Talented authors all over the world are writing terrific books and promoting them properly and they are not selling. It is not the fault of the author or a problem with the book. It is just how reality works.

I have heard a lot of talented singers in my day at local festivals. I have watched some terribly talented golfers consistently play fantastic games of golf. I have dozens of friends who paint beautiful pictures. None of THEM expect to make a living with THEIR talent.

Those talented folks would be THRILLED to quit their day jobs and make a living with their talent, but very few of them are surprised when it does not happen. They are not shocked. Why are authors so consistently shocked when their first book does not generate an independent income?

So let’s focus on using our talent and writing to make that full-time living we are all dreaming of.

  • WRITE that NEXT book.
  • BOOK that speech.
  • CREATE that podcast.
  • GENERATE that advertising income.
  • SELL that story line.
  • PITCH that freelance writing job…

Let’s keep going!
 
Photo: BigStockPhoto

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4 Comments

  1. Kerry Gans

    Hi. You said: “They divest themselves and create numerous avenues of writing income.”

    Did you mean “diversify”? Because divest means to walk away from something, and I think that’s not what you meant.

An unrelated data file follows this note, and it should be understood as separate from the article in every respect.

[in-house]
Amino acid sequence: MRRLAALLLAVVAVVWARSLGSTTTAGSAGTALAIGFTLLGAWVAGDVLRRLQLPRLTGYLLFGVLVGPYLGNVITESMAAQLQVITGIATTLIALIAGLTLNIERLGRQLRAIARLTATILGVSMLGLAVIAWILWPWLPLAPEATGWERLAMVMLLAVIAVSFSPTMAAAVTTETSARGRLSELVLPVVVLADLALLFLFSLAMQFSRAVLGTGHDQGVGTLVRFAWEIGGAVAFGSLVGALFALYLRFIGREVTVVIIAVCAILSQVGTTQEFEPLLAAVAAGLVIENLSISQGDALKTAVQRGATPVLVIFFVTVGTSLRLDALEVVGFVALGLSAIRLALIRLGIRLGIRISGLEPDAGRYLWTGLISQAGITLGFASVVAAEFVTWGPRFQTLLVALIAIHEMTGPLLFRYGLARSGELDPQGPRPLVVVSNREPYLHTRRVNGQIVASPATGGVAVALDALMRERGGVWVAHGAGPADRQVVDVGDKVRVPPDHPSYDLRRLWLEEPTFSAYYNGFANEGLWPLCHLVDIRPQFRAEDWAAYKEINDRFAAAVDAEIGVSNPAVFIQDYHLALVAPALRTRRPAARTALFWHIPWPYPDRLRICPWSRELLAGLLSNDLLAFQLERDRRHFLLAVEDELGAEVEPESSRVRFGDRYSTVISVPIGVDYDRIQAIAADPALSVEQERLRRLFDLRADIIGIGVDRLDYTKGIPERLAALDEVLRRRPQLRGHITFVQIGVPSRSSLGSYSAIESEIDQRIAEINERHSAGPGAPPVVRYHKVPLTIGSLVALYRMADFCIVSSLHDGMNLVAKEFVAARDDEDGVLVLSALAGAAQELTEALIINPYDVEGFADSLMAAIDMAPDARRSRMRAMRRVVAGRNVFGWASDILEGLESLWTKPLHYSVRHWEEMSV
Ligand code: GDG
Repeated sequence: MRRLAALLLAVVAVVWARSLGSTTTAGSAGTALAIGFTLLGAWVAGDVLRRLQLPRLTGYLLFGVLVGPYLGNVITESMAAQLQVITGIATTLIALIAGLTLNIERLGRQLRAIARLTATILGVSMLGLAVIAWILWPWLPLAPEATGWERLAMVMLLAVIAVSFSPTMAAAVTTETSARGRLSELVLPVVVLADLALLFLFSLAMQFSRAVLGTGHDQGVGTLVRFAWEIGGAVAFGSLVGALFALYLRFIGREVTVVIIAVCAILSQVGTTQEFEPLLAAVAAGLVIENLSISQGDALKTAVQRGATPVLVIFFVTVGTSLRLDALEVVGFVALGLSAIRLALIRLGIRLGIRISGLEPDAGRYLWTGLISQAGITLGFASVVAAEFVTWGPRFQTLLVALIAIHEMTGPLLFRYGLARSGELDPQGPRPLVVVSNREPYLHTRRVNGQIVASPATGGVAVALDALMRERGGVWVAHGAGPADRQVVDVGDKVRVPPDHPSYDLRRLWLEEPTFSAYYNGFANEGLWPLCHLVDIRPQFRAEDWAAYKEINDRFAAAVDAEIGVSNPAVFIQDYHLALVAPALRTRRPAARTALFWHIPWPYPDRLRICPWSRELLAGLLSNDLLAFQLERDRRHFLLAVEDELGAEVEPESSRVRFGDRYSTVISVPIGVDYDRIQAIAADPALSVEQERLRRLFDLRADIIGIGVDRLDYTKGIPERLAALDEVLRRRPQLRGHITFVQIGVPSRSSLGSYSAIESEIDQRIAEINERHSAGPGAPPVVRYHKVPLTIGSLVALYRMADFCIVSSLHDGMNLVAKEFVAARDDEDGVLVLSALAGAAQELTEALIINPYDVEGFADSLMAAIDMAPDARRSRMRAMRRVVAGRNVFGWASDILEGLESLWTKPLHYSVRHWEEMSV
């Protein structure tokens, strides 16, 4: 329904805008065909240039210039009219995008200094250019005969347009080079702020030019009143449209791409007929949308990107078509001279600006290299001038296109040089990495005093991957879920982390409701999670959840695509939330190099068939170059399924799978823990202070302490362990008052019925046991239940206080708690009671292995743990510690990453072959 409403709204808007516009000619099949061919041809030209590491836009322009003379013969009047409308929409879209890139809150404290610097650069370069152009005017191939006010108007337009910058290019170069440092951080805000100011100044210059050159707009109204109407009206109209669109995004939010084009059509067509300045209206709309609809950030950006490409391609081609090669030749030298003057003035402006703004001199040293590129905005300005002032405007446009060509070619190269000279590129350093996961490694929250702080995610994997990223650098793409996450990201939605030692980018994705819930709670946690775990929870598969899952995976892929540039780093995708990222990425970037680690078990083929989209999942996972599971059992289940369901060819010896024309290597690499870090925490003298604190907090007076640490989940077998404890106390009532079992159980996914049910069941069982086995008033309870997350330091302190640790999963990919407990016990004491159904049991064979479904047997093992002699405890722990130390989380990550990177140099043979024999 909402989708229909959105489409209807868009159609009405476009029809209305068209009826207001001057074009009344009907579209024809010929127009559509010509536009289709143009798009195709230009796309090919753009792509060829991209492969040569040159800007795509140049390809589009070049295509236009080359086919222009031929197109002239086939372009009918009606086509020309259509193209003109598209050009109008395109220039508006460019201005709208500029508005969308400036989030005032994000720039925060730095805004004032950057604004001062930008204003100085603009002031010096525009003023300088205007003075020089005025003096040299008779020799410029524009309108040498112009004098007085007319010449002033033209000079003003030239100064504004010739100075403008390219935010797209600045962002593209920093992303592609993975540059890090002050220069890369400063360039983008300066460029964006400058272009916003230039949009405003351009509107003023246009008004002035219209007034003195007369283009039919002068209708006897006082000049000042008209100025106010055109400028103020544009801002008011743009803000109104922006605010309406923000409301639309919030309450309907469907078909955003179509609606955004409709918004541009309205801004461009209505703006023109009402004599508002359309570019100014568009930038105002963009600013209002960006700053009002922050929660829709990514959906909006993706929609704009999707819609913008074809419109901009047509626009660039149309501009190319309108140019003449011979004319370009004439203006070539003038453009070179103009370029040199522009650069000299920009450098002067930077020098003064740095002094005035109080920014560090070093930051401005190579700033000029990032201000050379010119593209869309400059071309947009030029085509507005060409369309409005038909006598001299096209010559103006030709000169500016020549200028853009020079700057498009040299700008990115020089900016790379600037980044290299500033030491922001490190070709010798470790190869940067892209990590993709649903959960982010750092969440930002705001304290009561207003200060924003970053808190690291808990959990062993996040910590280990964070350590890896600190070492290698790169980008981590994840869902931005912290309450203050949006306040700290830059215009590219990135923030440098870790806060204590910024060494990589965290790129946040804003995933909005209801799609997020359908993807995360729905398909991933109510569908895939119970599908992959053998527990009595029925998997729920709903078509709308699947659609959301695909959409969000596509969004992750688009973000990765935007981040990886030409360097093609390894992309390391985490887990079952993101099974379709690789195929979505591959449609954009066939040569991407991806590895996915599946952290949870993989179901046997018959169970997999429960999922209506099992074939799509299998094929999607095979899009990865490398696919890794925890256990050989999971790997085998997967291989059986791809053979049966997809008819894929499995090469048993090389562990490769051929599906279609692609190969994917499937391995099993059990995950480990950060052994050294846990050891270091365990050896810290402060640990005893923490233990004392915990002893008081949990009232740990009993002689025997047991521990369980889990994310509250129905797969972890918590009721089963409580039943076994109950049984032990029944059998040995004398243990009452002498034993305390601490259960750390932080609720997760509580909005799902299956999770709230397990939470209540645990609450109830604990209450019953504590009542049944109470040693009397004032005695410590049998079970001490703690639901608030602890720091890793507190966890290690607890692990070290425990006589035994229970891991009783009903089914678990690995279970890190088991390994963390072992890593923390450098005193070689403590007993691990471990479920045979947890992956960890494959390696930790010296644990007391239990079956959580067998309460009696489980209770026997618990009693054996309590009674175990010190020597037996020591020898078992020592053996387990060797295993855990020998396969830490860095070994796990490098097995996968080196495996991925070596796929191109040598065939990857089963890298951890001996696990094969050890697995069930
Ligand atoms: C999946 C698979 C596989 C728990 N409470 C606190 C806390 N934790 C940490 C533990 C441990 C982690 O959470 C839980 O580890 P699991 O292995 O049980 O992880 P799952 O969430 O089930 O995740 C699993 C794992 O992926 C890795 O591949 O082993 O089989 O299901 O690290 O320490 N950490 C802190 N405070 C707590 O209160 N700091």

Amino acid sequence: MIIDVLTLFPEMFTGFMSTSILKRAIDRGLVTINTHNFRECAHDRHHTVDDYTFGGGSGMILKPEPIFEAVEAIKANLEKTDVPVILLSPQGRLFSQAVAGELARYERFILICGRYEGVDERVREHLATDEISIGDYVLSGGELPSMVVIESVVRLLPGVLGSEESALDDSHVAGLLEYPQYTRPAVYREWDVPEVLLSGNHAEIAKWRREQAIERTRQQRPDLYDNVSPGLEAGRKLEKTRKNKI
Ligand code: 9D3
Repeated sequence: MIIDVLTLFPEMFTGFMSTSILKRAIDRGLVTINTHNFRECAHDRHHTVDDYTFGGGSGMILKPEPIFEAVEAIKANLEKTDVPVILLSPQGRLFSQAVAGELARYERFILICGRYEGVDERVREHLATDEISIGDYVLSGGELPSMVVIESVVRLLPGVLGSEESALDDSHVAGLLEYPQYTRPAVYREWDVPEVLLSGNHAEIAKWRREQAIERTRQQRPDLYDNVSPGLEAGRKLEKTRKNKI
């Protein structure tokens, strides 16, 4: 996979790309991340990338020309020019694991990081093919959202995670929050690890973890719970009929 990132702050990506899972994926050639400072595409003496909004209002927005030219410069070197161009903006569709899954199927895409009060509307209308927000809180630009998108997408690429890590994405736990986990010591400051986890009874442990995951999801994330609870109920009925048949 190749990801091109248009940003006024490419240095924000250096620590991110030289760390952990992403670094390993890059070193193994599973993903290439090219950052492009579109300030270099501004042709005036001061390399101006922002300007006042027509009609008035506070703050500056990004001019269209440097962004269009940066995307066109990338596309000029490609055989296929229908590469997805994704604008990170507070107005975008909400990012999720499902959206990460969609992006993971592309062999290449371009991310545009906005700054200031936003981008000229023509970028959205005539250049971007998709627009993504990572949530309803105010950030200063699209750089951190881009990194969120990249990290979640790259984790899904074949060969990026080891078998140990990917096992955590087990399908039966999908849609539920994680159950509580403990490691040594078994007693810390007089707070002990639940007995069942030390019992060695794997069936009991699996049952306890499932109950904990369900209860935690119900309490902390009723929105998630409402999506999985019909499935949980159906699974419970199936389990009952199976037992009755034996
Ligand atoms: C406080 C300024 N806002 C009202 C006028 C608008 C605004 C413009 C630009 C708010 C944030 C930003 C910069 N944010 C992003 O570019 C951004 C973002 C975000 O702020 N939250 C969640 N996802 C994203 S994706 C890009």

Love the advice! I’m going to include this column in our weekly link roundup on Thursday.

    Reply
  2. Lucinda E Clarke

    I earned my living from writing – radio and TV scripts, mayoral speeches, brochures, adverts, magazine articles, short stories – you name it I wrote it. I can’t even remember all the different topics now -but I was writing, that was all that mattered. Now I am retired and trying books – I couldn’t live on the income – or lack of it – but I am still writing and that’s all that matters. :)

    Reply
  3. Joan Stewart

    Amy, I don’t understand your advice at the end to “WRITE that NEXT book.” I see so many authors (you probably do too) writing that first book, publicizing it for a month or two after launch, getting discouraged by few book sales, then writing off the first book and diving into writing the second one. They should be spending at least the next six months doing the other things you suggested: promoting their expertise, getting onto the speaking circuit, etc. How does writing a second book help?

    Reply
    • Amy Collins

      What I meant was that authors should always be promoting AND always be writing. The key to success is not any one thing, but the key to failure often comes down to one thing. If you are not writing AND promoting, you are going to miss some important deadlines and success goals.

      If an author is not working on their next book, they will be “behind” on providing their readers with the next segment of the story (fiction)or the next important bits of advice (non-fiction) that their readers want.

      For those who say that they don’t have time to do both, I am FINE with that answer, but then they will not have the same level of success that authors who do. It does not mean that they will not be successful, it just means that they will not do AS well.

      When an author tells me that they want to quit their day job, I ask them if they are willing to CHANGE their day job…. successful authorship is more than a full-time job.

      Reply